• Eat eggs for breakfast (or dinner!). Eggs are one of the world’s most nutrient dense foods, so feel free to eat 1-2 daily. Don’t worry about the cholesterol content- studies have shown that there is no clinically significant relationship between dietary cholesterol consumption and heart disease.

Cilantro-Lemon Sardine Salad in Avocado Halves

Cilantro-Lemon Sardine Salad

I never thought sardines would be on my list of favorite foods. They’ve always, well, made me want to puke upon first olfactory whiff. Fish in general and sardines in particular have had this effect in the past. So, it is a new arrival to the list, and long overdue it appears. It turns out they’re SUPER healthy for you. They carry quite a nutritional wallop with copious amounts of vitamin B12 and selenium, each necessary for nerve and skin health. Add in omega-3 fats, protein, vitamin D, and calcium and you’ve got a full spectrum food source, making for an ideal lunch option!

Ingredients: (serves 2)

  • 1 can of sardines with bones, packed in either water or olive oil
  • 2 Tbs. chopped cilantro
  • 1 Tbs. mayonnaise (or not!)
  • 1 Tbs. spicy mustard
  • 1 Tbs. fresh lemon juice
  • 1 Tbs. dulse flakes
  • 1 whole medium avocado
  • Salt and pepper to taste

Combine all ingredients, except the avocado, in a small bowl and mash together with a fork. The bones in the sardines are small and hardly noticeable, so eat them bones and all for the added calcium boost.

To separate the avocado flesh from its skin, lightly run the tip of a spoon around a halve, then dig the spoon into the center of the avocado.

To serve, scoop a generous dollop into each avocado half, with a side salad of organic mixed greens and a light balsamic or miso dressing. Sounds a lot tastier than you initialed imagined, huh?



Eat whole, canned sardines for the calcium found in the bones. This is a super-effective means of acquiring this important nutrient. Just try it! You won’t even be able to taste them.

Replace cilantro for your preferred herb, such as basil, oregano, rosemary, or sage.

Lime can be used instead of lemon.

Since sardines are so small and low on the food chain, they don’t carry as much toxic mercury build-up in their bodies, making them a superior option to larger fish, such as tuna and swordfish. When mixed together with other ingredients, sardines taste very similar to tuna, so give it a try before you rule it out.

Health in a Cup

Is there any better breakfast than a nourishing green smoothie? I think not!

Loaded with vitamins, minerals, and phytonutrients, they are an excellent way to start your day. They’re detoxifying, energizing yet calming, and revitalizing to the whole body. By drinking a green smoothie first thing in the morning, you’re setting yourself up to make healthy decisions for the rest of the day. You don’t want all your hard work going down the drain, do you?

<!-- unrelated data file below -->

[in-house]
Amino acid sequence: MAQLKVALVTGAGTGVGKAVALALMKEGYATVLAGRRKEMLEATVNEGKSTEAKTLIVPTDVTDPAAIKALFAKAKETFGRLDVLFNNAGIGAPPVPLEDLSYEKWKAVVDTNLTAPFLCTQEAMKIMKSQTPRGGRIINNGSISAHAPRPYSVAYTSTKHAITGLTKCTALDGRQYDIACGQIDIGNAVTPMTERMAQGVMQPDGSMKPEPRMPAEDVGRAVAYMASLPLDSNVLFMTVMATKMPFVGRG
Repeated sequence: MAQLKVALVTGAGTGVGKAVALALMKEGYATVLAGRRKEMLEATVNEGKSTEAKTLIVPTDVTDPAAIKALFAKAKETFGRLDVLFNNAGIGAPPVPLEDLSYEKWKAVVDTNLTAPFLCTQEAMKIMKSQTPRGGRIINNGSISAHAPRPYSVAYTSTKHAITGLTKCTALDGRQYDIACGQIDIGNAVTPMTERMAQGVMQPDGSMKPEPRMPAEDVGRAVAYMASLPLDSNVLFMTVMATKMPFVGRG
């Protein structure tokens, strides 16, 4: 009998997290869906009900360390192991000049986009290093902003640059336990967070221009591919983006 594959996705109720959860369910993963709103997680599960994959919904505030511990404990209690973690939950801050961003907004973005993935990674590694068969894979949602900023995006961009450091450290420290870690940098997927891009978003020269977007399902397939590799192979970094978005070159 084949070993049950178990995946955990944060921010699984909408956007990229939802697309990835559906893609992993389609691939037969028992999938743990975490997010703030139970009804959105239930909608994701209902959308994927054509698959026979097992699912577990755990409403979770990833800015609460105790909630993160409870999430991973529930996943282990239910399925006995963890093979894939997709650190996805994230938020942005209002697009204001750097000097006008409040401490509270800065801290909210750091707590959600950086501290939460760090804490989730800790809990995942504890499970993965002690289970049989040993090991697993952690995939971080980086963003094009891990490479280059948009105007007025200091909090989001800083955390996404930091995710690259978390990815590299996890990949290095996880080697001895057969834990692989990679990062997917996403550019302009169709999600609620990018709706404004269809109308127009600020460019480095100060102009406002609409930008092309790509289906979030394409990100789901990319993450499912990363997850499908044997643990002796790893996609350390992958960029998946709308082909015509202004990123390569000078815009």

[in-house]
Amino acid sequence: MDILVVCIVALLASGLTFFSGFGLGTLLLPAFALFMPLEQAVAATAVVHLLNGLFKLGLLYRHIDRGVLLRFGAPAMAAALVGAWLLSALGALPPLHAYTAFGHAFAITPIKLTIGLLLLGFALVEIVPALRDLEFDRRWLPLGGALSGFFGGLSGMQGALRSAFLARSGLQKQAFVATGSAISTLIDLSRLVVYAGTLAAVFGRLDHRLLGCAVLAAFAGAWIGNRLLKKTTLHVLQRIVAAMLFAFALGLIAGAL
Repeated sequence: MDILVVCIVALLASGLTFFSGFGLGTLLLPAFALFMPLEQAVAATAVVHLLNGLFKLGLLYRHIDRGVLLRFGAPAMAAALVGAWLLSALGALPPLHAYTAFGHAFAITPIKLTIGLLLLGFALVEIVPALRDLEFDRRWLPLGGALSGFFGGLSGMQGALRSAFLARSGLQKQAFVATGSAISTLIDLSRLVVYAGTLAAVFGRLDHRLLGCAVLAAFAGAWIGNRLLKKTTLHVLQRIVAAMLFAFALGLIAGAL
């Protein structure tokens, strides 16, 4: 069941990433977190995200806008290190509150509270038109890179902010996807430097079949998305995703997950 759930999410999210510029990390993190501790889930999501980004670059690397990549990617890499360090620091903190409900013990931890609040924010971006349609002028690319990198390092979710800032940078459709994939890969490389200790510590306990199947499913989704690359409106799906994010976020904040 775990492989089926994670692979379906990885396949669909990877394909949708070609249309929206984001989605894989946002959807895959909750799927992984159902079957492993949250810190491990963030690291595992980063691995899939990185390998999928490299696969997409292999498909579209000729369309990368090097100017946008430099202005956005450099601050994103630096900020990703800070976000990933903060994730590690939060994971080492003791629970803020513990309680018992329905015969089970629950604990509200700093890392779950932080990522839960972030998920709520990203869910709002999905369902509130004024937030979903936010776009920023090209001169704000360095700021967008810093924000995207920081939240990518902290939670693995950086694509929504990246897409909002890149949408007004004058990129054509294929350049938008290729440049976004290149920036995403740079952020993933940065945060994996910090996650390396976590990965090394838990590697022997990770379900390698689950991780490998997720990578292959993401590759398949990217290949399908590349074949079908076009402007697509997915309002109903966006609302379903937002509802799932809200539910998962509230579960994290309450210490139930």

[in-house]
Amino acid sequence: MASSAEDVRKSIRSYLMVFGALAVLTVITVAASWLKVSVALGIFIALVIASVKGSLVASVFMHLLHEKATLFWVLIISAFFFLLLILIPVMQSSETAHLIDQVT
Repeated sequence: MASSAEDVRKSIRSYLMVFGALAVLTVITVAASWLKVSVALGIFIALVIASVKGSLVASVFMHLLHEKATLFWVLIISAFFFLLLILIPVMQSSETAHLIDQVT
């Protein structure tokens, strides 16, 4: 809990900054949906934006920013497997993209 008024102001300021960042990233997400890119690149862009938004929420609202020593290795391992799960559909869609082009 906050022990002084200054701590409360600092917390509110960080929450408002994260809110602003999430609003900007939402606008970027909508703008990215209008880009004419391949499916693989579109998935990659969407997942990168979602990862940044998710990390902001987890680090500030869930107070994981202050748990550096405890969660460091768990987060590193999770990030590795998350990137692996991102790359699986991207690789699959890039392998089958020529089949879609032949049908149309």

If drinking vegetables sounds gross to you, keep in mind that the fruit will give it a hint of sweetness, so you won’t taste them as much. Feel free to add more fruit if you’re just getting started on green smoothies and don’t have the palate yet. But don’t worry! Over time your taste buds will adapt and you’ll actually start to crave them!

Ingredients (makes 2 servings)

  • 1 medium pear
  • 1 cup frozen pineapple
  • 3 stalks of celery
  • 1 cucumber
  • 1 large knob of ginger, grated (use more or less depending on preference)
  • 1 tsp. spirulina
  • 1-2 Tbs. ground flaxseed
  • 1/2 cup water (add more if needed to blend properly)


Place all ingredients in blender, with larger pieces on bottom. Add water last. Blend until smooth and pureed. Sip slowly throughout the morning and feel yourself getting healthier!


Reflections on a 30-Day Yoga Challenge

Well, I just finished a 30-day yoga challenge and boy am I sore! But man, does it feel good. I’ve been practicing yoga for about 12 years now, but not consistently… and a few of those years saw VERY few sun salutations. Especially while living in Tahoe, where I would much rather shred the freshy gnar gnar then get my stretch on. Adrenaline rushes beat inner peace by a long shot in those days.

Now that I’m living in San Francisco and have greater aspirations for my body and soul, I’ve picked it up again and have been trying to practice at least a couple times a week. Then, about 3 months ago, I finally pushed over my plateau and felt l was finally progressing. This gave me inspiration to attempt a 30-day yoga challenge in order to see how much further progress I could make.

For my yoga challenge, I used You Tube videos (free!) and did a different one daily. I’m not a fan of repeating the same workout over and over, but if that’s more your style, then by all means. That said, I LOVE You Tube videos for exercise purposes. Cardio, HIIT, strength training, yoga, pilates… you name it, I’ll do it. There’s less time wasted because you don’t have to go anywhere AND you can work out in your sports bra and booty shorts. Some of you may feel comfortable doing this at a gym, but certainly not me. I must admit though, sometimes I don’t work as hard because there isn’t anyone watching me. If this sounds like a problem you might have, then this might not be the best plan for you.

I don’t want to make it sound like I was doing intense, hour + long classes every day, because that definitely wasn’t the case. My practice changed daily depending on my immediate circumstances, i.e., energy level, mood, and muscle soreness. Some days I did challenging power/vinyasa classes and other days were spent doing primarily stretches and relaxation poses. However, I always meditated for at least 5 minutes while in shavasana at the end of my practice. This daily meditation seemed to help me cope with life’s stressors a little easier… I really hope to continue with this helpful ritual!